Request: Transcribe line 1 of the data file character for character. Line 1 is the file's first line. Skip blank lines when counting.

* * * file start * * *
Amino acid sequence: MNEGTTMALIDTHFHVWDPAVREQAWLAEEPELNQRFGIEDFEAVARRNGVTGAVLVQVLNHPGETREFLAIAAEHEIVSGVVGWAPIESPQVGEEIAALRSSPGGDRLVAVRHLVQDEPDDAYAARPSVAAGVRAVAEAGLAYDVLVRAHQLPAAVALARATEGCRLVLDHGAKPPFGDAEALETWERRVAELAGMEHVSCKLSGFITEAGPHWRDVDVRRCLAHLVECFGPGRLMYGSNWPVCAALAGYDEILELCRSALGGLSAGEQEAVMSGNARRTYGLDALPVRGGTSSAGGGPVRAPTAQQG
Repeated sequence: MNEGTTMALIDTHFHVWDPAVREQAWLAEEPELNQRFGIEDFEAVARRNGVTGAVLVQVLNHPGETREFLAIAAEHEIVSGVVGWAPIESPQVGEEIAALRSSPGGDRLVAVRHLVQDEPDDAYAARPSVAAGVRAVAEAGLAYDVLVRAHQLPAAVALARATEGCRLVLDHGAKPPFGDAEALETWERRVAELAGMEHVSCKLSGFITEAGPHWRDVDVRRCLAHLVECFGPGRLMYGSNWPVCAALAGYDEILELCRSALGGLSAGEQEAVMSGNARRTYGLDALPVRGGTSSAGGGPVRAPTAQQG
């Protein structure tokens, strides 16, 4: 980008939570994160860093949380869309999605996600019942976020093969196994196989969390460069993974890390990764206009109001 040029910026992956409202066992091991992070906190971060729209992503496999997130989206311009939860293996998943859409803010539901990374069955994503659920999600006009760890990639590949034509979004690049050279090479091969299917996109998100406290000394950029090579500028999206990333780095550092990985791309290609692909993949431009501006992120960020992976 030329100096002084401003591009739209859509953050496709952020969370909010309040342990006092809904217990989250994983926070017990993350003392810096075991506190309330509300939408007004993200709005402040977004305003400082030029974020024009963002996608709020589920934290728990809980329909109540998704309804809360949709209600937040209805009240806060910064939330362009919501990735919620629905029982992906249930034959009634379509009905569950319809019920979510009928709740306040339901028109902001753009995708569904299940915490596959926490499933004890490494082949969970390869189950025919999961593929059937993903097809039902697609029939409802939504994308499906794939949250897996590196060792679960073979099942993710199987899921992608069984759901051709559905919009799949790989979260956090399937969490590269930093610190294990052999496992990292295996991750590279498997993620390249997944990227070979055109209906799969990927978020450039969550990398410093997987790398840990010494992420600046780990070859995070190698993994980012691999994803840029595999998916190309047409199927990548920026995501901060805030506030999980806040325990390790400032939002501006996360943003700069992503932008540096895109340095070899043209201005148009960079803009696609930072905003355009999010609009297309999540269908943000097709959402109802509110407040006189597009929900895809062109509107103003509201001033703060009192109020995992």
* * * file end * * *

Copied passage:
Amino acid sequence: MNEGTTMALIDTHFHVWDPAVREQAWLAEEPELNQRFGIEDFEAVARRNGVTGAVLVQVLNHPGETREFLAIAAEHEIVSGVVGWAPIESPQVGEEIAALRSSPGGDRLVAVRHLVQDEPDDAYAARPSVAAGVRAVAEAGLAYDVLVRAHQLPAAVALARATEGCRLVLDHGAKPPFGDAEALETWERRVAELAGMEHVSCKLSGFITEAGPHWRDVDVRRCLAHLVECFGPGRLMYGSNWPVCAALAGYDEILELCRSALGGLSAGEQEAVMSGNARRTYGLDALPVRGGTSSAGGGPVRAPTAQQG